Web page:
It should be very encouraging that the average cholesterol numbers for Americans has dropped over the last twenty years. A recent study found that trend even in those that did not take cholesterol lowering drugs. That was surprising to many experts considering the explosion in obesity during that same time period, and the presumed connection between excess dietary fats, excess body fat and blood cholesterol. This good news must be tempered, however, by another alarming fact: despite all the advances in medicine, statin drugs, stents and balloon angioplasties, and bypass surgery, heart disease remains the number one killer of Americans. And, as our American lifestyle has been exported around the world, it has become the number one killer worldwide. How can these seemingly inconsistent facts be reconciled?
Chronic inflammation is increasingly becoming recognized as the underlying cause of heart disease and most of the chronic diseases associated with aging. Even the manufacturers of statin drugs are now touting their inflammation lowering properties. It is this inflammation that damages the lining of arteries leading to plaque build-up and atherosclerosis.
In looking at heart disease risk factors, I like to think of cholesterol as an accomplice; not quite an innocent bystander but not the mastermind behind the crime. It would be irresponsible to suggest that cholesterol had no role in heart disease, but more than 60% of heart attack victims have normal cholesterol. What makes cholesterol dangerous is not the total number, nor the total LDL (bad) cholesterol. It is the particle size that really matters. The smaller and denser the LDL particle, the more easily it can fit in between the cells lining the inflamed artery wall and form plaque.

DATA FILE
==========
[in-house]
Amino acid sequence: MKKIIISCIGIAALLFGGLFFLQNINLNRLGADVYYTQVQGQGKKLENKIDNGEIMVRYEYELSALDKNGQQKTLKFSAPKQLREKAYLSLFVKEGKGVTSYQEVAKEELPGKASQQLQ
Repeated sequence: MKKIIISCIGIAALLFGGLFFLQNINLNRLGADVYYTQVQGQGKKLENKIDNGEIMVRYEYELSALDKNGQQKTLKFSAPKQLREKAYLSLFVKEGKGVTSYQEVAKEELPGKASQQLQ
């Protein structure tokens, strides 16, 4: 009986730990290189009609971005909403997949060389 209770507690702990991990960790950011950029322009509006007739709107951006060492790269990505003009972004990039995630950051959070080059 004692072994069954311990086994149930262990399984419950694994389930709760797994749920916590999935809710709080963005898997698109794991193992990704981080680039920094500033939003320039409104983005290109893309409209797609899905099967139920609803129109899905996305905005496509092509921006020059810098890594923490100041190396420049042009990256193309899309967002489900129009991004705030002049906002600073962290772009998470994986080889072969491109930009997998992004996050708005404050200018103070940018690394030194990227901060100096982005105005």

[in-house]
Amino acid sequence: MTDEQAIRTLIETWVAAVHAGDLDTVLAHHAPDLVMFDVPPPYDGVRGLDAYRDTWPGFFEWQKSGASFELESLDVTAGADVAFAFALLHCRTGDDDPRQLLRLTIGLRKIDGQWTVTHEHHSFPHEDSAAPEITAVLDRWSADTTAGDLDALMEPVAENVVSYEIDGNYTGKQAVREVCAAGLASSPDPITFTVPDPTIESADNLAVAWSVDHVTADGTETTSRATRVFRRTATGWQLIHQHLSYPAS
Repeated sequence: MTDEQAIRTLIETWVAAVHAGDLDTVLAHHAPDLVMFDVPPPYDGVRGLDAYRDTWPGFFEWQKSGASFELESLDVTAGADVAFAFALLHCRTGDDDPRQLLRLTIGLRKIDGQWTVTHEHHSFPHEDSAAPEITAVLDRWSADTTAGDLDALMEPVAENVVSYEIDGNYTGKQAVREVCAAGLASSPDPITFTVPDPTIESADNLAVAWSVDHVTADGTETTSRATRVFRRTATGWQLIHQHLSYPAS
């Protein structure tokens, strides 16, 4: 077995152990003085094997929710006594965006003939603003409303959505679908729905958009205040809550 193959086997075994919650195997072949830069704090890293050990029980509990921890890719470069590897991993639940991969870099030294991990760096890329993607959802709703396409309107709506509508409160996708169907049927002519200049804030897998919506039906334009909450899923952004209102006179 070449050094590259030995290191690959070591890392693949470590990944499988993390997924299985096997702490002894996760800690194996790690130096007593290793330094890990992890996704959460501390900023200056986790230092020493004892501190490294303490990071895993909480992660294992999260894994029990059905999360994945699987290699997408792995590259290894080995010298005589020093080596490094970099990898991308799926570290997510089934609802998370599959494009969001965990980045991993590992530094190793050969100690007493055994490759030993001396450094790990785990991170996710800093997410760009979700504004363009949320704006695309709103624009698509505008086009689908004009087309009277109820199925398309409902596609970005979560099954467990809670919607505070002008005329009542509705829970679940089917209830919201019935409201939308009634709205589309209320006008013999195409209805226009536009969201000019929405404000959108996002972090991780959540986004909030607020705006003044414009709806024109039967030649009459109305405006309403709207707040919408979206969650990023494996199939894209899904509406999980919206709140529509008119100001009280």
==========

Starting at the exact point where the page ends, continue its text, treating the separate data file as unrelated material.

What can you do to assess and reduce your risk of having a heart attack or stroke? The biggest risks are for those with a family history of heart disease, are smokers, overweight, sedentary and have high blood pressure. But don’t wait for symptoms. The majority of those that discover they have heart disease, do so when they have their first heart attack. And, one in three first time heart attacks are fatal. So your first symptom could easily be your last.
Get your blood pressure checked, have your doctor check inflammatory markers (C-reactive protein and homocysteine), a cholesterol sub-particle test (VAP or LPP test) and have a carotid IMT scan or Coronary Calcium Score done. Then make a commitment to a healthier lifestyle by eating more fruits and vegetables and exercising regularly. Several nutritional supplements can also improve heart health:
- Omega 3 (fish oil) – helps reduce triglycerides and inflammation.
- Coenzyme Q-10 – energizes heart muscles and reduces harmful free-radicals. It is depleted by statin drugs.
- L-Arginine – improves blood flow, keeps arteries flexible and helps to build muscle.
- B vitamins and folate – reduces inflammation, specifically homocysteine
- Tocopherols and tocotrienols – forms of vitamin E that reduce inflammation and raise HDL (good) cholesterol
Make an appointment to have an Advanced Cardiovascular Screening performed at Alternity Healthcare today.